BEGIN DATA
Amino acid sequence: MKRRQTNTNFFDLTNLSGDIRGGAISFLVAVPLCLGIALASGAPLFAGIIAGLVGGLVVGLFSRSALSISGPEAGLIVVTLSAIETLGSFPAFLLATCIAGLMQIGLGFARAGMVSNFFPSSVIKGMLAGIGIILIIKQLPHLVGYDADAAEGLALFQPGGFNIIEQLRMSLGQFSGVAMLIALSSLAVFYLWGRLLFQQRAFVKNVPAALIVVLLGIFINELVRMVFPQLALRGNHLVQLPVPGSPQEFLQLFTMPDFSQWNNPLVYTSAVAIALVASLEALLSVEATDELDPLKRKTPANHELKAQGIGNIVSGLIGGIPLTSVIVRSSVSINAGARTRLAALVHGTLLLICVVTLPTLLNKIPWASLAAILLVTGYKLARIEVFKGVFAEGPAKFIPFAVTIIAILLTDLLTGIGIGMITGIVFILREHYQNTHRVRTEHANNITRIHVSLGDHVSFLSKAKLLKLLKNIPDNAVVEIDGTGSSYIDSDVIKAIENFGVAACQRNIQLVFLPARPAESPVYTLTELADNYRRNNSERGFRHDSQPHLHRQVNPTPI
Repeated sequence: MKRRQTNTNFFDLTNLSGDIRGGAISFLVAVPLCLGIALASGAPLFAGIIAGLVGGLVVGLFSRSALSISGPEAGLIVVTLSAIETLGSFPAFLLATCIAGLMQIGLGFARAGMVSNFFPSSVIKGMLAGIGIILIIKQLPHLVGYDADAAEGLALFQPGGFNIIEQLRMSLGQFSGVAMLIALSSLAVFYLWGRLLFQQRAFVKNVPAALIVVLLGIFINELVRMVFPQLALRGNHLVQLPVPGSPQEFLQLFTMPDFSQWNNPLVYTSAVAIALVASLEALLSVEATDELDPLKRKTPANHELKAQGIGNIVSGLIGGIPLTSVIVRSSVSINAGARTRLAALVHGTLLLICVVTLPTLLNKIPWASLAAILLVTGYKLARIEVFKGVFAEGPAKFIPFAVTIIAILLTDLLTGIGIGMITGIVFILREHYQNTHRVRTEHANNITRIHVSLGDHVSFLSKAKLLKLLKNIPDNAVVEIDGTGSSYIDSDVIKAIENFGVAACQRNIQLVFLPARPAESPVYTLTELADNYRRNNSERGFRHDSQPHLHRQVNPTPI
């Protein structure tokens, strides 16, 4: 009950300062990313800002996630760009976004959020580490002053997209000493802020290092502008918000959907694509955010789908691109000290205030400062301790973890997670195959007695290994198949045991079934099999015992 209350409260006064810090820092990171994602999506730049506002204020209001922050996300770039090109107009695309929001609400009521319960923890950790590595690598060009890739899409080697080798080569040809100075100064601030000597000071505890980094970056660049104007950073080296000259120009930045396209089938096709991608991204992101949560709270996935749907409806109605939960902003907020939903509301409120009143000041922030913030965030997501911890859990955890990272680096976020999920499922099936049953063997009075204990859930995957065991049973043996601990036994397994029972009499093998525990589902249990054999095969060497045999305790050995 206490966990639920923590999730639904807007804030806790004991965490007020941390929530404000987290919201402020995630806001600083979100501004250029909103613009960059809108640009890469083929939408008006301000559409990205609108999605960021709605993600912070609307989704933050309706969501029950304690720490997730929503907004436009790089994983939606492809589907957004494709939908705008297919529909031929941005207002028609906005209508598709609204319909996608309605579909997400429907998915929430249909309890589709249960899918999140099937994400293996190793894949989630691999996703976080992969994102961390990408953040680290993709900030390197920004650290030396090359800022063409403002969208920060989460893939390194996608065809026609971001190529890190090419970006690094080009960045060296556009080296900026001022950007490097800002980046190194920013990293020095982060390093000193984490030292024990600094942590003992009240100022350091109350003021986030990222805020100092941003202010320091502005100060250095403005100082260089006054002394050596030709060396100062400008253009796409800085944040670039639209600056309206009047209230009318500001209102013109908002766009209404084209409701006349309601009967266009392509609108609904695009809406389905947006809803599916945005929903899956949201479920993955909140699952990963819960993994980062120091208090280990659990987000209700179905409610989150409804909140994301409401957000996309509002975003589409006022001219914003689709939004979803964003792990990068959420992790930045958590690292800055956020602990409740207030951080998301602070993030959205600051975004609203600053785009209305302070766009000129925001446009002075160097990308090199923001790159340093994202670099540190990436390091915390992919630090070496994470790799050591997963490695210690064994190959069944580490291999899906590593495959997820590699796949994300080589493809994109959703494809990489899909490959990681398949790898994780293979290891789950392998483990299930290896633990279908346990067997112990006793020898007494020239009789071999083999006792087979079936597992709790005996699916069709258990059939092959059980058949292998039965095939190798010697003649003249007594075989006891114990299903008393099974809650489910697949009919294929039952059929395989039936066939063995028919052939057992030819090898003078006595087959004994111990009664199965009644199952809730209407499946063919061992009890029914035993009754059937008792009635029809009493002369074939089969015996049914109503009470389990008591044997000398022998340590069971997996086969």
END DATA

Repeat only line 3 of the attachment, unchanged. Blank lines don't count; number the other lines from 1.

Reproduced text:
């Protein structure tokens, strides 16, 4: 009950300062990313800002996630760009976004959020580490002053997209000493802020290092502008918000959907694509955010789908691109000290205030400062301790973890997670195959007695290994198949045991079934099999015992 209350409260006064810090820092990171994602999506730049506002204020209001922050996300770039090109107009695309929001609400009521319960923890950790590595690598060009890739899409080697080798080569040809100075100064601030000597000071505890980094970056660049104007950073080296000259120009930045396209089938096709991608991204992101949560709270996935749907409806109605939960902003907020939903509301409120009143000041922030913030965030997501911890859990955890990272680096976020999920499922099936049953063997009075204990859930995957065991049973043996601990036994397994029972009499093998525990589902249990054999095969060497045999305790050995 206490966990639920923590999730639904807007804030806790004991965490007020941390929530404000987290919201402020995630806001600083979100501004250029909103613009960059809108640009890469083929939408008006301000559409990205609108999605960021709605993600912070609307989704933050309706969501029950304690720490997730929503907004436009790089994983939606492809589907957004494709939908705008297919529909031929941005207002028609906005209508598709609204319909996608309605579909997400429907998915929430249909309890589709249960899918999140099937994400293996190793894949989630691999996703976080992969994102961390990408953040680290993709900030390197920004650290030396090359800022063409403002969208920060989460893939390194996608065809026609971001190529890190090419970006690094080009960045060296556009080296900026001022950007490097800002980046190194920013990293020095982060390093000193984490030292024990600094942590003992009240100022350091109350003021986030990222805020100092941003202010320091502005100060250095403005100082260089006054002394050596030709060396100062400008253009796409800085944040670039639209600056309206009047209230009318500001209102013109908002766009209404084209409701006349309601009967266009392509609108609904695009809406389905947006809803599916945005929903899956949201479920993955909140699952990963819960993994980062120091208090280990659990987000209700179905409610989150409804909140994301409401957000996309509002975003589409006022001219914003689709939004979803964003792990990068959420992790930045958590690292800055956020602990409740207030951080998301602070993030959205600051975004609203600053785009209305302070766009000129925001446009002075160097990308090199923001790159340093994202670099540190990436390091915390992919630090070496994470790799050591997963490695210690064994190959069944580490291999899906590593495959997820590699796949994300080589493809994109959703494809990489899909490959990681398949790898994780293979290891789950392998483990299930290896633990279908346990067997112990006793020898007494020239009789071999083999006792087979079936597992709790005996699916069709258990059939092959059980058949292998039965095939190798010697003649003249007594075989006891114990299903008393099974809650489910697949009919294929039952059929395989039936066939063995028919052939057992030819090898003078006595087959004994111990009664199965009644199952809730209407499946063919061992009890029914035993009754059937008792009635029809009493002369074939089969015996049914109503009470389990008591044997000398022998340590069971997996086969």